Wed, Nov 25, 2009
Sabah’s population growth rate is almost twice higher than the national average of about 3.2%. Why is this so? EDWIN BOSI of DAP enlightens us.
WHEN Sabah, Sarawak and Malaya merged to form Malaysia, Sabah contributed about a third of the land mass.
Census reports put the population of Sabah in 1947 at 320,500. In 2000, this figure was 2,449,389. The average national growth rate is about 3.2%.
In Sabah, there are spikes in the population growth rate that merit attention. These growth rates which were of interest are 1971–1975 (6.3%), 1976–1980 (4.4%), 1980–1991 (5.69%), 1986–1988 (3.4%), 1988–1995 (3.4%) and 1991–1995 (5.5%).
It is therefore interesting to analyse the “breeding” pattern of Sabahans.
Armed Conflict in southern Philippines
During the USNO era (1963–1975), there was a surge in “breeding” activity especially between 1971-1975. The growth rate then was reported a staggering 6.3%.
It was during this time there was armed conflict in the southern Philippines. The influx of refugees into Sabah may be the reason behind the sharp upward spike.
The Berjaya era came from 1976–1985. Again there was a huge population growth, above 4%. The conflict in southern Philippines continued and more refugees streamed into Sabah.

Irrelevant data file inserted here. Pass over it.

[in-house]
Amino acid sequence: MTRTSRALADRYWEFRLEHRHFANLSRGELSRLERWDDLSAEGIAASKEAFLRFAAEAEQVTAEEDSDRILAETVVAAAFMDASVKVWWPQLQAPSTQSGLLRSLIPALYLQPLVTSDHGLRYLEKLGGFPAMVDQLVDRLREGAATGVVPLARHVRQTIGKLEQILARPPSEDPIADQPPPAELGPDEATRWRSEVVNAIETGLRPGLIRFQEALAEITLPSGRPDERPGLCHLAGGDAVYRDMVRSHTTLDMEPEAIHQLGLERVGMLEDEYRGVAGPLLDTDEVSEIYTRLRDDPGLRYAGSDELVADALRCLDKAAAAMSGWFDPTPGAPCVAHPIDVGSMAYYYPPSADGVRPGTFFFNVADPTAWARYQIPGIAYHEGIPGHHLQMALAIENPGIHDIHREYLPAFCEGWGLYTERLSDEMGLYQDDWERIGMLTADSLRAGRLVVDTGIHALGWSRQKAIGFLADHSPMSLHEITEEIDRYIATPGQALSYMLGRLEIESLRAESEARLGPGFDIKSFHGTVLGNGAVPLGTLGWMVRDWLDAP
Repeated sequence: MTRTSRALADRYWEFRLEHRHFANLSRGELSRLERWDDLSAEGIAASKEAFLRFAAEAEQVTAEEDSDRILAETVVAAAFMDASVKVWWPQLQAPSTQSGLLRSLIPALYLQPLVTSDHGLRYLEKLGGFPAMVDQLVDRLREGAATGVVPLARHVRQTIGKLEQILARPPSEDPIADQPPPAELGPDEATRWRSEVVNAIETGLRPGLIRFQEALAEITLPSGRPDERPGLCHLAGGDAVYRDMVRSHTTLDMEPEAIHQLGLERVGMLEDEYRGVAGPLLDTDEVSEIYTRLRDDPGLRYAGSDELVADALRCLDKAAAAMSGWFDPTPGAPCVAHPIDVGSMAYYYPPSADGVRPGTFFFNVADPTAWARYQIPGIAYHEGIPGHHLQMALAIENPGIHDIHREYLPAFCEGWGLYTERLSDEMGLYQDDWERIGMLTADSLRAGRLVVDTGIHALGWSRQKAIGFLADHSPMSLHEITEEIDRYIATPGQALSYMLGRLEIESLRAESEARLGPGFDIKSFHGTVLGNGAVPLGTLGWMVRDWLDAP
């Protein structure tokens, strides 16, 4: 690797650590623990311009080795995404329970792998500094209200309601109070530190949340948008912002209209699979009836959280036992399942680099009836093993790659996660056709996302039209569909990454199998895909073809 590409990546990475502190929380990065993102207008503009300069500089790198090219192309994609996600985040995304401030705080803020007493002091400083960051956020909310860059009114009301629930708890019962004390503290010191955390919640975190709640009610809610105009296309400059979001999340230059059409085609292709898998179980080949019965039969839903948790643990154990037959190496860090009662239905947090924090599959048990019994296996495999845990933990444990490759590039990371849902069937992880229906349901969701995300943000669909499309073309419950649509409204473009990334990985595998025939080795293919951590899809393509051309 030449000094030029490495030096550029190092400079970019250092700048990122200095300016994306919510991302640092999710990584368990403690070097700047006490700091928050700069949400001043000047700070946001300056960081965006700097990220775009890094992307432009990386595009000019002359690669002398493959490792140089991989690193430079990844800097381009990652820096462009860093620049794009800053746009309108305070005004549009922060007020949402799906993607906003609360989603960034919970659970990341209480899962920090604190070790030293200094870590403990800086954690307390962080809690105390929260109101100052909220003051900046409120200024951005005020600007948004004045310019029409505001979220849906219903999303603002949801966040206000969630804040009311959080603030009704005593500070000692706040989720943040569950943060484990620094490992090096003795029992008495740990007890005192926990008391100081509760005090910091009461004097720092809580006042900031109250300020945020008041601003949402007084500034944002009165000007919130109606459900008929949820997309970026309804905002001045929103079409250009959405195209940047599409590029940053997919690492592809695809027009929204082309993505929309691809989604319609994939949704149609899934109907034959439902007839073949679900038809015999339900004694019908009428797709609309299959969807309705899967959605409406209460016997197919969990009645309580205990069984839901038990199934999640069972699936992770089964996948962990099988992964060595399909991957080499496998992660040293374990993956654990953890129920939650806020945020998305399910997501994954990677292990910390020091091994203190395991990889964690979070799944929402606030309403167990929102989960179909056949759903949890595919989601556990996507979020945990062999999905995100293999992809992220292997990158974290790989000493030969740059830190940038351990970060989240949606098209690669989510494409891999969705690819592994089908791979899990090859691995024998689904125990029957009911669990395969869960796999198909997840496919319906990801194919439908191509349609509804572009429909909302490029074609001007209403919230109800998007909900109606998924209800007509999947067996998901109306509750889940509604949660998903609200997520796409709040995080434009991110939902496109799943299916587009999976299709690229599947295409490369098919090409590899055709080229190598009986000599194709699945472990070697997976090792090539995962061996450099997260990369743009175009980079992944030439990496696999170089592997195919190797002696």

The PBS era from 1985–1995 marked a growth rate of about 3.4%. However, in the 1991-1995 period, the growth rate was registered at 5.5% — but there was no more armed conflict in the southern Philippines.
So what was a plausible explanation? There was a huge increase in the number of Indonesians working in the oil palm plantations and this could be attributed for the massive jump in the population of Sabah.
Special Identification Papers
In 1931, the Sarawak population was about 600,000 and in 2000, about 2 million. On the other hand, Sabah’s registered 270,233 population in 1931, shot up to 2.4 million in 2000. Furthermore, in 2003, Sabah’s population stood at about 2.8 million — an increase of about 400,000 within three years!
Sabah’s population growth rate is about twice higher than the national average. But why do population surveys indicate Sabahans are multiplying like rabbits?